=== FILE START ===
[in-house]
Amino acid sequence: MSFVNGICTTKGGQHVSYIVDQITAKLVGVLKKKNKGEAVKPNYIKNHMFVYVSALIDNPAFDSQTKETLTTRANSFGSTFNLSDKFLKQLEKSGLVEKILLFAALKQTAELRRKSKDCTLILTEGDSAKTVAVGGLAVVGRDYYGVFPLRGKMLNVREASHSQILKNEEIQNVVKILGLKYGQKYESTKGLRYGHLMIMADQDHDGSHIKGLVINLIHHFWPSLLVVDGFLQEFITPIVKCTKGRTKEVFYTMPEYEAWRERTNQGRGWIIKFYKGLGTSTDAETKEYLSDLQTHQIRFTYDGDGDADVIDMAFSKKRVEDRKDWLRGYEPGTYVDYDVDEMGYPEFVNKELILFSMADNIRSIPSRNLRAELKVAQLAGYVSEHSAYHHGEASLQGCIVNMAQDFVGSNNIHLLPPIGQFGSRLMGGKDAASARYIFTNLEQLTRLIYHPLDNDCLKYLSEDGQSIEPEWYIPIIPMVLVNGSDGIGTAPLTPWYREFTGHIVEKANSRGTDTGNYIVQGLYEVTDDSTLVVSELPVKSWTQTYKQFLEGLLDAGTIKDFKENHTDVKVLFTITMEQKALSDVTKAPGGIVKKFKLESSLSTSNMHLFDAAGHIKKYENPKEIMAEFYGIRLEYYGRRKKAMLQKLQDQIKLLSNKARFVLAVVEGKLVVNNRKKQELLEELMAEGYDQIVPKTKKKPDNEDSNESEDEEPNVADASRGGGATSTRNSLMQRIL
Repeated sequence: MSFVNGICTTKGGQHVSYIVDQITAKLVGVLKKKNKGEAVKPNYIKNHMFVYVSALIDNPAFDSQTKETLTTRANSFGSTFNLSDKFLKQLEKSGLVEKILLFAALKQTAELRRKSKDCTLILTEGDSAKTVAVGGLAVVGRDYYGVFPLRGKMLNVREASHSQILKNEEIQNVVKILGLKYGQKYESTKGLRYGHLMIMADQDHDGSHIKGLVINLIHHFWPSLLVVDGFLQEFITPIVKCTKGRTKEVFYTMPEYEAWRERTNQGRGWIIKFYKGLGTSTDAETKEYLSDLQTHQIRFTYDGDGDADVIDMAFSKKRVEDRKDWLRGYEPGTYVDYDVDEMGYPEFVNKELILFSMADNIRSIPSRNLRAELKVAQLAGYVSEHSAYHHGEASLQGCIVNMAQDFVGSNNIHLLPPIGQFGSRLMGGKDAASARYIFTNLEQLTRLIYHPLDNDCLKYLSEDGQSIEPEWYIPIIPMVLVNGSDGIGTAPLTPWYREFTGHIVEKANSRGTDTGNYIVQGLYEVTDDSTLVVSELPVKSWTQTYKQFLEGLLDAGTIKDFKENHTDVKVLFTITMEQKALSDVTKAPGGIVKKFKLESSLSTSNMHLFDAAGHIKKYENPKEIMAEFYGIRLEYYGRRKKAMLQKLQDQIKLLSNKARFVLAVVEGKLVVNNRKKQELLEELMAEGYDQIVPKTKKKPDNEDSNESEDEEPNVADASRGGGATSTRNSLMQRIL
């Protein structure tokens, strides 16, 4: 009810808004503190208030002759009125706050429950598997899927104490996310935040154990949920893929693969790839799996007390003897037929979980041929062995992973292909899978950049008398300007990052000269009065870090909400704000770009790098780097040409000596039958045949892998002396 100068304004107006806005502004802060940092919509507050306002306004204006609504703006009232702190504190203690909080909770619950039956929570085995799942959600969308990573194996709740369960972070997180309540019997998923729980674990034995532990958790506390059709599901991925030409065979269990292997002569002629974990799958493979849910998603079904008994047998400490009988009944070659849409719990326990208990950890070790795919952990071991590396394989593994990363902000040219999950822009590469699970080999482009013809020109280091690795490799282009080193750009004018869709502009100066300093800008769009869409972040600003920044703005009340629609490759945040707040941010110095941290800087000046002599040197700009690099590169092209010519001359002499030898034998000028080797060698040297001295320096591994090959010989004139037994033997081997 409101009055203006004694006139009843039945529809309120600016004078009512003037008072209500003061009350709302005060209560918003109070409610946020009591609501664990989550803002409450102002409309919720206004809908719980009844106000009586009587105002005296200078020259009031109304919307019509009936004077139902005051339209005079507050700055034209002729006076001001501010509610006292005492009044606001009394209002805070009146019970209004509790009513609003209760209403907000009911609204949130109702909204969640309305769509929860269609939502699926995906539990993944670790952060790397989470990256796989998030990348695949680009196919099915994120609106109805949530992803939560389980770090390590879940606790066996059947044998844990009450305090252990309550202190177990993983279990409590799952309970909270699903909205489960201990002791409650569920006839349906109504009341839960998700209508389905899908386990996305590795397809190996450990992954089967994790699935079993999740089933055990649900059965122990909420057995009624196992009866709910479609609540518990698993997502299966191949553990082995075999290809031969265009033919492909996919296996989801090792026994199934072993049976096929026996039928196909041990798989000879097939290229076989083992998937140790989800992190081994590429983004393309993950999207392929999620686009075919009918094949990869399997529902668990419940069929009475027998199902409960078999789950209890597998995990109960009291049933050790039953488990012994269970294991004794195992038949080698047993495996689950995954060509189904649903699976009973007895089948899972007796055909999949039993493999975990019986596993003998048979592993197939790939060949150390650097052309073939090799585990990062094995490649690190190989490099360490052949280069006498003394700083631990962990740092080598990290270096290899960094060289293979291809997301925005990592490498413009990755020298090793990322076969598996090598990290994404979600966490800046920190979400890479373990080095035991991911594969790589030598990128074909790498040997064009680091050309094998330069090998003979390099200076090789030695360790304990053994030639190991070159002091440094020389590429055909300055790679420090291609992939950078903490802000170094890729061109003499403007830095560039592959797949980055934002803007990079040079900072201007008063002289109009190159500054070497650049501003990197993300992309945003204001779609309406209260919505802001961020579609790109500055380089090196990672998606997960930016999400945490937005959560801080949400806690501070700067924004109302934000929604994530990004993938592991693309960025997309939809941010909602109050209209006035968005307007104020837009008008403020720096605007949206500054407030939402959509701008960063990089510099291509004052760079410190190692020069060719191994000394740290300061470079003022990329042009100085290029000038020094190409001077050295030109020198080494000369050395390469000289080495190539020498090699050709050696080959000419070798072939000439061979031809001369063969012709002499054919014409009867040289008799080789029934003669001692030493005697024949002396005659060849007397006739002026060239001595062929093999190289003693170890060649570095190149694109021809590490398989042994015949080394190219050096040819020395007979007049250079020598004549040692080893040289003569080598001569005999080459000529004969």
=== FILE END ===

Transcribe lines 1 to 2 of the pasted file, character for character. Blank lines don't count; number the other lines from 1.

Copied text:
[in-house]
Amino acid sequence: MSFVNGICTTKGGQHVSYIVDQITAKLVGVLKKKNKGEAVKPNYIKNHMFVYVSALIDNPAFDSQTKETLTTRANSFGSTFNLSDKFLKQLEKSGLVEKILLFAALKQTAELRRKSKDCTLILTEGDSAKTVAVGGLAVVGRDYYGVFPLRGKMLNVREASHSQILKNEEIQNVVKILGLKYGQKYESTKGLRYGHLMIMADQDHDGSHIKGLVINLIHHFWPSLLVVDGFLQEFITPIVKCTKGRTKEVFYTMPEYEAWRERTNQGRGWIIKFYKGLGTSTDAETKEYLSDLQTHQIRFTYDGDGDADVIDMAFSKKRVEDRKDWLRGYEPGTYVDYDVDEMGYPEFVNKELILFSMADNIRSIPSRNLRAELKVAQLAGYVSEHSAYHHGEASLQGCIVNMAQDFVGSNNIHLLPPIGQFGSRLMGGKDAASARYIFTNLEQLTRLIYHPLDNDCLKYLSEDGQSIEPEWYIPIIPMVLVNGSDGIGTAPLTPWYREFTGHIVEKANSRGTDTGNYIVQGLYEVTDDSTLVVSELPVKSWTQTYKQFLEGLLDAGTIKDFKENHTDVKVLFTITMEQKALSDVTKAPGGIVKKFKLESSLSTSNMHLFDAAGHIKKYENPKEIMAEFYGIRLEYYGRRKKAMLQKLQDQIKLLSNKARFVLAVVEGKLVVNNRKKQELLEELMAEGYDQIVPKTKKKPDNEDSNESEDEEPNVADASRGGGATSTRNSLMQRIL